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Unformatted text preview: EAS 1600 Introduction to Environmental Sciences ____________________________ Class 26 - The Biosphere: Part 2 Metabolic Processes Evolution of Biosphere and Earth System ________________________________ In this lecture we discuss the various chemical pathways or strategies organisms use to survive, and the role these pathways play in the Earth System. What’s a metabolic process? And why are they necessary? Organisms are in a thermodynamic bind: They represent highly-ordered systems of complex molecules. ¾ But the 2 nd Law of Thermodynamics states that ¾ Ordered systems will tend to spontaneously disperse ¾ To survive despite 2 nd Law, organisms must constantly expend energy to: ¾ synthesize new living material (protoplasm) ¾ anabolism (discussed below) ¾ carry out necessary maintenance activities ¾ catabolism (discussed below) ¾ But the 1 st Law of Thermodynamics states that ¾ Energy is conserved, so ¾ To survive, organisms must gather and use energy Metabolic processes describe the manner in which various organisms gather and use energy to survive. Before we look at these metabolic processes in detail, we need to consider two related issues: (i) the chemical nature of metabolic processes; and (ii) the classification of organisms. CHEMICAL NATURE OF METABOLIC PROCESSES Excerpted from: http://textbookofbacteriology.net/metabolism.html “ ...metabolism refers to the sum of the biochemical reactions required for energy generation and the use of energy to synthesize cell material from small molecules in the environment. Hence, metabolism has 1. An energy-generating component, called catabolism (typically involving the destruction of organic material) , and 2. An energy-consuming, biosynthetic component, called anabolism . All Metabolic Processes ¾ Use chemical energy and related transformations to: 1. gather and store energy 2. transport energy 3. release energy to carry out a specific task At the heart of these mechanisms is ATP and ADP ¾ ADP = adenosine (C 10 H 13 N 5 O 4 ) diphosphate ¾ ATP = adenosine triphosphate ¾ Inter-conversion of ADP and ATP allow cells/organisms to store, transport, and release energy. ¾ ADP + PO 4 2- + Energy Æ ATP + H 2 O ¾ ATP + H 2 O Æ ADP + PO 4 2- + Energy ATP consists of a base, in this case adenine (red), a ribose (magenta) and a phosphate chain (blue). http://www.bristol.ac.uk/Depts/Chemistry/MOTM/atp/atp1.htm ATP (Charged form of energy) Mechanical Work (i.e., contraction ) Osmotic Work (i.e., transport) Wastes CO H O O Carbohydrates Fats Proteins Nucleic Acids 2 4 2 2 2- Biosynthesis ADP + PO (Spent form of energy) Mitochondria Fuels Carbohydrates Fats Proteins So the production of energy in an organism (or cell) is essentially equivalent to the generation of ATP from ADP (and vice versa) From Chameides, W.L. and E.M. Perdue, Biogeochemical Cycles: A Computer-Interactive Course in Earth System Science and Global Change,...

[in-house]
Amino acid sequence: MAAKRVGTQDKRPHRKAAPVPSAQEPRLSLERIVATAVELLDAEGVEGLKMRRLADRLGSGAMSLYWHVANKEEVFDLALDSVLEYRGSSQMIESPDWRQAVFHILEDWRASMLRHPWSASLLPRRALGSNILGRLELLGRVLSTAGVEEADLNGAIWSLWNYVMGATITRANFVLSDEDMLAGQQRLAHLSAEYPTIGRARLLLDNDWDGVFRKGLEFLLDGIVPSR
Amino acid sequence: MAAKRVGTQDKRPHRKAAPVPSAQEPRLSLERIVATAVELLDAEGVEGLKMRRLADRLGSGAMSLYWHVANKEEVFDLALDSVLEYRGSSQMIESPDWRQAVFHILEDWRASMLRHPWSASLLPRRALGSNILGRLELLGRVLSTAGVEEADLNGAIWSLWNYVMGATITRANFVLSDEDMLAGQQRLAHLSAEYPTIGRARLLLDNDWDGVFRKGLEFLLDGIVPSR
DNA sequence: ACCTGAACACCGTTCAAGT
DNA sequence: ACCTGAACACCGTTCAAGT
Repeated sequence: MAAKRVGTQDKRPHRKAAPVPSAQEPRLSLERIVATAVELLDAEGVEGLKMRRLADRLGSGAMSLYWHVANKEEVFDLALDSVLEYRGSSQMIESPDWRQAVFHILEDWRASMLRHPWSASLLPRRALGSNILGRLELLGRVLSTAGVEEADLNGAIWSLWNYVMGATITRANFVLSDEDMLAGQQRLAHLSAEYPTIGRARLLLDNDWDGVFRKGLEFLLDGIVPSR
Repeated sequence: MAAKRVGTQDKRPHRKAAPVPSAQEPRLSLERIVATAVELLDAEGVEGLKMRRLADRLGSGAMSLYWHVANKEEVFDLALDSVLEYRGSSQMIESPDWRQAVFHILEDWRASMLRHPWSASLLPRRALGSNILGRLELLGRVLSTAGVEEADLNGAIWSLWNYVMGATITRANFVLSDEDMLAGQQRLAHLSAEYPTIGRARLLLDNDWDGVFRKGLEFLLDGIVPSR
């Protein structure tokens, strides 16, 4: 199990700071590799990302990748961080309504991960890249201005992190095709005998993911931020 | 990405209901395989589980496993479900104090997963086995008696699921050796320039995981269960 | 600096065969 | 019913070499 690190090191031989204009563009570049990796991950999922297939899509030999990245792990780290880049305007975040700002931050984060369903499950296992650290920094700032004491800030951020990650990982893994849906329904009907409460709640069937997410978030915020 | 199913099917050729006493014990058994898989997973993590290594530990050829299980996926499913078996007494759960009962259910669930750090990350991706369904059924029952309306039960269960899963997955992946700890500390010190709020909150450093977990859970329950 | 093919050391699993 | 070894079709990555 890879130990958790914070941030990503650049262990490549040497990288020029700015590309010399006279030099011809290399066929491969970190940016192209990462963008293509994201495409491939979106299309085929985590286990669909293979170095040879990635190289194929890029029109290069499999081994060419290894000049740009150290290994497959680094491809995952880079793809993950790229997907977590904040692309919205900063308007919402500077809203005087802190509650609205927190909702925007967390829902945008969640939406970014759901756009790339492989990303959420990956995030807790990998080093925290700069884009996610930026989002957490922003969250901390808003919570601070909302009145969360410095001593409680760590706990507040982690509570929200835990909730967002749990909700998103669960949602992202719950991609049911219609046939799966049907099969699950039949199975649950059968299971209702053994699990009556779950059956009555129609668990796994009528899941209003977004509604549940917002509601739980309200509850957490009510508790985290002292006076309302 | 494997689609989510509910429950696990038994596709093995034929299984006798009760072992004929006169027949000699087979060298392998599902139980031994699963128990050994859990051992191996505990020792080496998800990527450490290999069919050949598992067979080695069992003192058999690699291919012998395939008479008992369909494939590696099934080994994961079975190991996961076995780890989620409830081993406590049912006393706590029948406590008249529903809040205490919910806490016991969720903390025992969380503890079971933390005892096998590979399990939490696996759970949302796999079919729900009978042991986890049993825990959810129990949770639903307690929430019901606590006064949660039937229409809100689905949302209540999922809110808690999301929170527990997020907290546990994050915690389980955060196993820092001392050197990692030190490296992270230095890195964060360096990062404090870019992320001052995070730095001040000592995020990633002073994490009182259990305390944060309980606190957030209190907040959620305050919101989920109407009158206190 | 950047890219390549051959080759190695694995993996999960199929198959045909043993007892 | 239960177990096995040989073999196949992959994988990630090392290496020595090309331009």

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This note was uploaded on 04/18/2008 for the course EAS 1600 taught by Professor Jimstjohn during the Spring '08 term at Georgia Tech.
- Spring '08